MAY COST YOU $337,603.08


The Butler Liberty Law firm has commenced over 40 lawsuits involving over 200 plaintiffs challenging the mortgage foreclosure rights of the October 2008 Bailout Banks holding “securitized” mortgages.   The plaintiffs’ claims in all of these cases is based on a “quiet title” cause of action.

Quiet title law allows a person in possession of real property (or a person asserting a title interest in vacant property) to bring suit against someone claiming a lien or other interest in real property.  A successful quiet title action results in a court “quieting” the defendant bank’s claim to title to the real property; that is, after hearing all the evidence, the court determines whether the defendant’s mortgage is valid or not.  In Minnesota, the quiet title statute is found in Chapter 559.

In 1995 I tried and won the only case I am aware of that resulted in the voiding of two securitized mortgages.  In that case, First National Bank of Elk River v. Independent Mortgage Services, 1996 WL 229236 (Minn. Ct. App. No. DX-95-1919 (FNBER v. IMS), I represented a bank against a mortgage loan securitizer who was claiming rights in a mortgage without having possession of the homeowner’s promissory note and without having ever advanced any funds to the homeowner.   As indicated in the decision above, my bank client won the battle of the putative mortgagees because my client was able to produce the original promissory notes with endorsements that clearly indicated that the defendant securitizer and pretender mortgagee had no right, title or interest in the notes.

A note is a promise to pay.  A mortgage is security for that promise to pay.  No note = no mortgage.  The rubber meets the road reality of FNBER v. IMS clearly illustrates this ancient legal principle.


After October 2008 many potential clients contacted me attempting to modify or negotiate their “mortgages” (really their notes) with the Bailout Bank now holding their loan.  The Bailout Banks refused to negotiate, lied about losing modification applications, foreclosed without identifying the note owner, falsified foreclosure documents, failed to record essential foreclosure documents, recorded false documents, hired robo-signing companies to paper over their mistakes, lied to their own lawyers, etc.  This is undisputed.  Every Bailout Bank has acknowledged these fraudulent acts and further admitted to engaging in “unsafe and unsound” banking practices in “Order and Consent Decrees.”  The Bailout Banks entered into these Decrees with and the Office of the Comptroller of the Currency (OCC) or the Office of Thrift Supervision (OTS) and, in the Decrees, promised to develop “Action Plans” to fix these problems.

You can find each Bailout Banks’ woodshed whippings by the OCC and OTS here: Bank of America, Citibank, JP Morgan Chase, US Bank, Wells Fargo, HSBC Bank, Aurora Bank, Everbank and Everbank Financial Corp., PNC Bank, MetLife Bank, One West Bank, IMB HoldCo. LLC, and Sovereign Bank.  The OCC also sanctioned the Banks’ fraudulent foreclosure abettors:  Mortgage Electronic Registration Systems, Inc., MERSCORP, LPS, DOCX, LLC and LPD Default Solutions.

The Bailout Banks’ post-2008 fraud and unwillingness to negotiate was baked in the economic cake that Congress cooked up in October 2008. The bailouts gave the Bailout Banks trillions in newly printed trillions dollars and powerful financial incentives (TARP-created subsidies and FDIC insurance) for taking Average Joe’s home rather than negotiating with Joe.  This was a bipartisan crime.  Senators Obama and McCain voted for it and President George W. Bush signed it into law.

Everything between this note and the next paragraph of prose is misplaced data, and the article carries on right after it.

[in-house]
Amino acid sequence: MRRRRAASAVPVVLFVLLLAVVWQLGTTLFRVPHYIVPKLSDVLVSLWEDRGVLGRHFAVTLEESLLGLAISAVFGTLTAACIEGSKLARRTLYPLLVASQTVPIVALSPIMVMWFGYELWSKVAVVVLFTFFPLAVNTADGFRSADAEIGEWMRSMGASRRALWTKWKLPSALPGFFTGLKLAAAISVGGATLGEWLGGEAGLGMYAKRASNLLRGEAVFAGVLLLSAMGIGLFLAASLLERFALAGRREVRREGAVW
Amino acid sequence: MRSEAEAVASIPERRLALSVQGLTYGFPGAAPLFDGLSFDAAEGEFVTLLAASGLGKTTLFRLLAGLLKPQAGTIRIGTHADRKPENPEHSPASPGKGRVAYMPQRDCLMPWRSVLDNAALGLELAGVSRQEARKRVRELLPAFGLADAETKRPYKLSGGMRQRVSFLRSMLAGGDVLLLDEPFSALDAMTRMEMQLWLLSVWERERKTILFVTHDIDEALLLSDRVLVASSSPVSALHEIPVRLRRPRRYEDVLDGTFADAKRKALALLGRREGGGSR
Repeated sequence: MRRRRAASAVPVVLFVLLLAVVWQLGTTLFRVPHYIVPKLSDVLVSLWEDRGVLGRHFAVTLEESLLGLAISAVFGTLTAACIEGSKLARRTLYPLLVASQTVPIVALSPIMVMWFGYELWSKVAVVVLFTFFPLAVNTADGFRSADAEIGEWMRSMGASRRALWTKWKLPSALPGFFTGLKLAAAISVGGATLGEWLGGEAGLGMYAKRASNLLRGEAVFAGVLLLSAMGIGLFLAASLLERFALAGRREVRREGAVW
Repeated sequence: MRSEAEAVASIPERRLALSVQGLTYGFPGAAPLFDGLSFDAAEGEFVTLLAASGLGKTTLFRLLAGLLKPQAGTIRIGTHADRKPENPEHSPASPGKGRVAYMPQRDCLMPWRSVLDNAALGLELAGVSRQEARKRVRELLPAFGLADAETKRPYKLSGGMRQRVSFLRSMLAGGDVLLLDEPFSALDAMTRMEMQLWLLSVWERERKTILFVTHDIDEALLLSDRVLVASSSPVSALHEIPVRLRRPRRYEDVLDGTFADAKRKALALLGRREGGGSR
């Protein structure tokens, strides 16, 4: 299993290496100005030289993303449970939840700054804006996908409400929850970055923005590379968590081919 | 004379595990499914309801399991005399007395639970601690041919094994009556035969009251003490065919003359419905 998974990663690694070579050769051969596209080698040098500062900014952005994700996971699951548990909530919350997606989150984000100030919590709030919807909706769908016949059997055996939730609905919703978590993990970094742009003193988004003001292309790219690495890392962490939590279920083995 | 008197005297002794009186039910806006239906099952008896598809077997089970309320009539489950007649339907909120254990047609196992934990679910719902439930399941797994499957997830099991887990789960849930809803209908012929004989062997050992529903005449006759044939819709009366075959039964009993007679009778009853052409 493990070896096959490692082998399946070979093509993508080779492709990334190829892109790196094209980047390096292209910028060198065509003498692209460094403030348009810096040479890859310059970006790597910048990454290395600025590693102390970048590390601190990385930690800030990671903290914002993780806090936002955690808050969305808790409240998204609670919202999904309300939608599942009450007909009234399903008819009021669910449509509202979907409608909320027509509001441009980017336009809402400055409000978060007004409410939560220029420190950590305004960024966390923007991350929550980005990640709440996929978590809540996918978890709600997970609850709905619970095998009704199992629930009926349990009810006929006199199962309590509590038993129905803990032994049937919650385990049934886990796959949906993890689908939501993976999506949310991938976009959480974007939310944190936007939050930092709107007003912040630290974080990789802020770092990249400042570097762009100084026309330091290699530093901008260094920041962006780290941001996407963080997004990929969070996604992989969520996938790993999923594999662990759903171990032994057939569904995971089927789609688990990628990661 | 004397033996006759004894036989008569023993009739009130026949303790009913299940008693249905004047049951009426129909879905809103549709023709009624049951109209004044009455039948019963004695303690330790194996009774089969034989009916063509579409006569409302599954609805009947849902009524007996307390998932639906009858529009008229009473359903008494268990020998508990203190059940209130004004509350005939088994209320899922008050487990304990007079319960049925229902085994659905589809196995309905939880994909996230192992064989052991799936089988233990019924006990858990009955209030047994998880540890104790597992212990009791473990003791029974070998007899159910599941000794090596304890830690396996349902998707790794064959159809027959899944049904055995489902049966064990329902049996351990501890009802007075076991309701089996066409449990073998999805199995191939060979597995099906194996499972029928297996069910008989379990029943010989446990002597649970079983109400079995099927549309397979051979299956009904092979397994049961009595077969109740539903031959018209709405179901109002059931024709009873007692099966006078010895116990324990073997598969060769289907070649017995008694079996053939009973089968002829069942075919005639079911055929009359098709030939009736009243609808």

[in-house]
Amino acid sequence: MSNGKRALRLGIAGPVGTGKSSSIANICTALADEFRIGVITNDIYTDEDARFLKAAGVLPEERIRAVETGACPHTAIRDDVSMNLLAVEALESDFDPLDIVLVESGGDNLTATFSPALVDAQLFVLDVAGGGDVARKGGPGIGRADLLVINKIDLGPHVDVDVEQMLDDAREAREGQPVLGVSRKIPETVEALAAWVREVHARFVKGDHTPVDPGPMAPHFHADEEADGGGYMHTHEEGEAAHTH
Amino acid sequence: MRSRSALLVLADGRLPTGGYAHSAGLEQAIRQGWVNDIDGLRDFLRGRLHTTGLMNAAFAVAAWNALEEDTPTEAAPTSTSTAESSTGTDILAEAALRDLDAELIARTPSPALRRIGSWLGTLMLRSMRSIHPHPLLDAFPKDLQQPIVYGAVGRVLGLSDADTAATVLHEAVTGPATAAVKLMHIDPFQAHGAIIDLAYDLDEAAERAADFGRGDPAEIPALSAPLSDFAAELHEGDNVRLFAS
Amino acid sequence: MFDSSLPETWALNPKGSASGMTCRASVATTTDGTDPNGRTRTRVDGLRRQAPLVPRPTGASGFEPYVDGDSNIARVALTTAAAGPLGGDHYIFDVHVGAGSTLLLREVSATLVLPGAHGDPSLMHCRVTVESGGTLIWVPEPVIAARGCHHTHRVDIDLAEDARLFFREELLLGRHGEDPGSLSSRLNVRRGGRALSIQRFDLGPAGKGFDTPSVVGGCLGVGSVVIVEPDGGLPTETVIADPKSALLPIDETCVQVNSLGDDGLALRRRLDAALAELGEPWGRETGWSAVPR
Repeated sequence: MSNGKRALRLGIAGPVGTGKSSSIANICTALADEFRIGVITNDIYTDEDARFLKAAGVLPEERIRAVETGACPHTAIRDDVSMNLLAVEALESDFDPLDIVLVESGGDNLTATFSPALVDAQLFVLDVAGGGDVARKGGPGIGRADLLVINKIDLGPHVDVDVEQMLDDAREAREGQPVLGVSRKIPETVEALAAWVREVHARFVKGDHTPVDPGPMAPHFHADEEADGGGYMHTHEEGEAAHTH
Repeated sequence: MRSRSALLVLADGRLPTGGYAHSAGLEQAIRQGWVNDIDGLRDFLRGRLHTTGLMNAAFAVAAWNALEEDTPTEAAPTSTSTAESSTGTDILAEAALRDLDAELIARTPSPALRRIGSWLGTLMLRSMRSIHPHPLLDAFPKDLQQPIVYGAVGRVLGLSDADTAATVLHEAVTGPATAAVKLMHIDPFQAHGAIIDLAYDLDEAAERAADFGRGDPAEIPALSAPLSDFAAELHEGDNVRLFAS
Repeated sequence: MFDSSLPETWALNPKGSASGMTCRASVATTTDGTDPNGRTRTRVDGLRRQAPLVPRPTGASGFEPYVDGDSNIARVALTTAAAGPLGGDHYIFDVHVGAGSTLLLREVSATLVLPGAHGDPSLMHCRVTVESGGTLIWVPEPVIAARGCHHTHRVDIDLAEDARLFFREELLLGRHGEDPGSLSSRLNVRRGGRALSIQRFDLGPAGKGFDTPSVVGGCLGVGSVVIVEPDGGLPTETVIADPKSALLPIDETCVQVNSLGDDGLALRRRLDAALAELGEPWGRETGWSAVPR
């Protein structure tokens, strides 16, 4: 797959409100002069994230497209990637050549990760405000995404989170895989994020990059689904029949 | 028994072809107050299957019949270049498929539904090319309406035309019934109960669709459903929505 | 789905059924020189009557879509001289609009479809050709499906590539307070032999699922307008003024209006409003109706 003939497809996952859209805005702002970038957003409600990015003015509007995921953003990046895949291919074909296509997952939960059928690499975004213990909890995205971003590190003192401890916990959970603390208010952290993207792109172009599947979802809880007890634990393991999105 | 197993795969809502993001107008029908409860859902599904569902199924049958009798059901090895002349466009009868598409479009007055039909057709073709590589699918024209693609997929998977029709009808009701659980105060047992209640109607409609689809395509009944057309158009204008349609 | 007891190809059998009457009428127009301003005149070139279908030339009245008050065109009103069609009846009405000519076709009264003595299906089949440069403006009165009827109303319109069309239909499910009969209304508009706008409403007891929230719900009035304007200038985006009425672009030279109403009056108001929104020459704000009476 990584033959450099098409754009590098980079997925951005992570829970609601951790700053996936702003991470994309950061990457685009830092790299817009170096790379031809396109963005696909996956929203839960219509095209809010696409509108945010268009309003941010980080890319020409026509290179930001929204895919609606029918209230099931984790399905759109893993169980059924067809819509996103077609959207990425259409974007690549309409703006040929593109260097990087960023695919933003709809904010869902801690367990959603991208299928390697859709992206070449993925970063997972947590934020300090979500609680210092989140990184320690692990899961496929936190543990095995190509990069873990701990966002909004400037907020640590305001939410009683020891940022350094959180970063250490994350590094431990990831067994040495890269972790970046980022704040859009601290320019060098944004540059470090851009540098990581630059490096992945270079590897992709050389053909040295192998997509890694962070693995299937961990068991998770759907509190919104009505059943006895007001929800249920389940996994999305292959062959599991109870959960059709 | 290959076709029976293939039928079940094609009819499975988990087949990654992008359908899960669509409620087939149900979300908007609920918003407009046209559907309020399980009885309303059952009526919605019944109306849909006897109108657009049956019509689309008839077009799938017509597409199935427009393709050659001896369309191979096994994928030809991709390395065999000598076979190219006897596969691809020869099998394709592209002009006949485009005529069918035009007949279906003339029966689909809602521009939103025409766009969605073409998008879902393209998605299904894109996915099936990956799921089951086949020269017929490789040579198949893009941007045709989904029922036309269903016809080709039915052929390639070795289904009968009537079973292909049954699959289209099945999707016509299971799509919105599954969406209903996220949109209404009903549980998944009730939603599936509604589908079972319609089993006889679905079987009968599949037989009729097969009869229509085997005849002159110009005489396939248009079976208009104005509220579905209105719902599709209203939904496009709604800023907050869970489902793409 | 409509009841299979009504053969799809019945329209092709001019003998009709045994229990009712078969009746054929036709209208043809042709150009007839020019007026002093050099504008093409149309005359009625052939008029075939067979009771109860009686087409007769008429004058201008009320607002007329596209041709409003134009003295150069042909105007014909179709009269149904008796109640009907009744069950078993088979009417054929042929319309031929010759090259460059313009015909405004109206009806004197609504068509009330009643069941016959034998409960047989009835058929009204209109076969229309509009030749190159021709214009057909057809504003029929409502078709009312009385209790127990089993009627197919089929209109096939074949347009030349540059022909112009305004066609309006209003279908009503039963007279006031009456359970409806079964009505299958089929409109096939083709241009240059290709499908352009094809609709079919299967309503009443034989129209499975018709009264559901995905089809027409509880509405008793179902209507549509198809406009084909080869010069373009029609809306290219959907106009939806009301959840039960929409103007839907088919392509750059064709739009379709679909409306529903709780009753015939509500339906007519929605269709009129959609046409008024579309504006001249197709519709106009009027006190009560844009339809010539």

As a result of my experience in FNBER v. IMS and with the help of some very smart and very accomplished lawyers, including securitization lawyers, I began studying the mechanics of securitized mortgages and researching legal ways to compel the Bailout Banks to negotiate with rather than steal from innocents.  I discovered what I already knew from FNBER v. IMS–a quiet title claim gives a plaintiff a very serious advantage.  It places the burden of proof on the bank/mortgagee claiming the rights of a mortgagee:

[Minnesota’s quiet title statute] was enacted in 1858 and the mechanics of quieting adverse title interests has remained virtually unchanged in Minnesota since that time.  To state a claim to quiet title, a plaintiff alleges (i) possession (ii) of real property and (iii) that the defendant claims some adverse interest therein.  Barber v. Evans, 27 Minn. 92, 93, 6 N.W. 445, 446 (1880). Once a claim is stated, the burden of proof shifts to the defendant.  Id.

The object of this statute is to force one claiming an adverse claim or lien to establish or abandon his claim; that with respect to the claim of the defendant the position of the parties is the reverse of that occupied by the parties to an ordinary action; that the defendant becomes practically plaintiff; and takes the affirmative in pleading and proof, while the plaintiff becomes practically the defendant, and defends against the claim.  Alt v. Groff, 65 Minn. 191, 192, 68 N.W. 9, 10 (1896) (emphasis added).

The elements of the claim and the shifting of the burden of proof have remained unchanged since the Minnesota quiet title statute was enacted.  A quiet title action under the statute is specifically reserved for those situations where the invalidity of the interest is NOT APPARENT on its face.  New England Mut. Life Ins. v. Capehart, 65 N.W. 258, 259 (1895) (emphasis added).

The current version of the Minnesota Practice Manual perfectly accords with this long established State Supreme Court precedent:

The essential allegations of the complaint include only the fact of possession, or that the land is vacant, and that the defendant is claiming some adverse estate or interest in or lien upon it. It is not necessary for the plaintiff to allege his title in detail, nor to state or exhibit the nature of the defendant’s adverse claim.  6A Minn. Prac. § 54.15 (3d ed.). Again, the effect of a properly pled quiet title claim is to shift the burden of proof to the defendant. It is not necessary for the plaintiff to allege his title in detail, nor to state or exhibit the nature of the defendant’s adverse claim.” (Id.).   It is for an answering defendant to disclose the nature of his adverse claim in his answer.  6A Minn. Prac. § 54.12 (3d ed.) (internal cites omitted).